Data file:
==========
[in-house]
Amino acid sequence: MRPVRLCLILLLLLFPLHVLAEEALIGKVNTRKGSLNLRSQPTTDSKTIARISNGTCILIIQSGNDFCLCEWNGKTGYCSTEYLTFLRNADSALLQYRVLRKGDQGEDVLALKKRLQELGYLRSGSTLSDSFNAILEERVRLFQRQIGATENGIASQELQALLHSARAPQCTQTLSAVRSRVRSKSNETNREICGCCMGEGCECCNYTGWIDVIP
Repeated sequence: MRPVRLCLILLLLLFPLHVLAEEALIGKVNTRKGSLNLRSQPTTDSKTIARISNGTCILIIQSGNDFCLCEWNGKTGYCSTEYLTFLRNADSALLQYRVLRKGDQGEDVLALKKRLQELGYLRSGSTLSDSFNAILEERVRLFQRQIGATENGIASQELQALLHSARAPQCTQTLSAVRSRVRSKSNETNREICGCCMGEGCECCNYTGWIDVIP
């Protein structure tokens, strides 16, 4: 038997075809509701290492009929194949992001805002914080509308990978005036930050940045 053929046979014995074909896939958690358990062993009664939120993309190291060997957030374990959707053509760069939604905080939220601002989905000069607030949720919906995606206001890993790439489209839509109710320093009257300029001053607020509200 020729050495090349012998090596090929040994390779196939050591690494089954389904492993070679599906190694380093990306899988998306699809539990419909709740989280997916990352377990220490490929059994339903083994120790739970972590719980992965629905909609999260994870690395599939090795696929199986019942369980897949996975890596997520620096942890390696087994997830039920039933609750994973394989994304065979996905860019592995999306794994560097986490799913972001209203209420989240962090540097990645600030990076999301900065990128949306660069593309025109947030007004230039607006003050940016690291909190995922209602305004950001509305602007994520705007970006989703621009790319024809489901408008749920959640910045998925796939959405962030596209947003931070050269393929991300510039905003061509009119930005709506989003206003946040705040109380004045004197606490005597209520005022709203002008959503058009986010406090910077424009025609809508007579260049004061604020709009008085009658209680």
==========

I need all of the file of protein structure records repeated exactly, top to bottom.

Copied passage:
[in-house]
Amino acid sequence: MRPVRLCLILLLLLFPLHVLAEEALIGKVNTRKGSLNLRSQPTTDSKTIARISNGTCILIIQSGNDFCLCEWNGKTGYCSTEYLTFLRNADSALLQYRVLRKGDQGEDVLALKKRLQELGYLRSGSTLSDSFNAILEERVRLFQRQIGATENGIASQELQALLHSARAPQCTQTLSAVRSRVRSKSNETNREICGCCMGEGCECCNYTGWIDVIP
Repeated sequence: MRPVRLCLILLLLLFPLHVLAEEALIGKVNTRKGSLNLRSQPTTDSKTIARISNGTCILIIQSGNDFCLCEWNGKTGYCSTEYLTFLRNADSALLQYRVLRKGDQGEDVLALKKRLQELGYLRSGSTLSDSFNAILEERVRLFQRQIGATENGIASQELQALLHSARAPQCTQTLSAVRSRVRSKSNETNREICGCCMGEGCECCNYTGWIDVIP
């Protein structure tokens, strides 16, 4: 038997075809509701290492009929194949992001805002914080509308990978005036930050940045 053929046979014995074909896939958690358990062993009664939120993309190291060997957030374990959707053509760069939604905080939220601002989905000069607030949720919906995606206001890993790439489209839509109710320093009257300029001053607020509200 020729050495090349012998090596090929040994390779196939050591690494089954389904492993070679599906190694380093990306899988998306699809539990419909709740989280997916990352377990220490490929059994339903083994120790739970972590719980992965629905909609999260994870690395599939090795696929199986019942369980897949996975890596997520620096942890390696087994997830039920039933609750994973394989994304065979996905860019592995999306794994560097986490799913972001209203209420989240962090540097990645600030990076999301900065990128949306660069593309025109947030007004230039607006003050940016690291909190995922209602305004950001509305602007994520705007970006989703621009790319024809489901408008749920959640910045998925796939959405962030596209947003931070050269393929991300510039905003061509009119930005709506989003206003946040705040109380004045004197606490005597209520005022709203002008959503058009986010406090910077424009025609809508007579260049004061604020709009008085009658209680």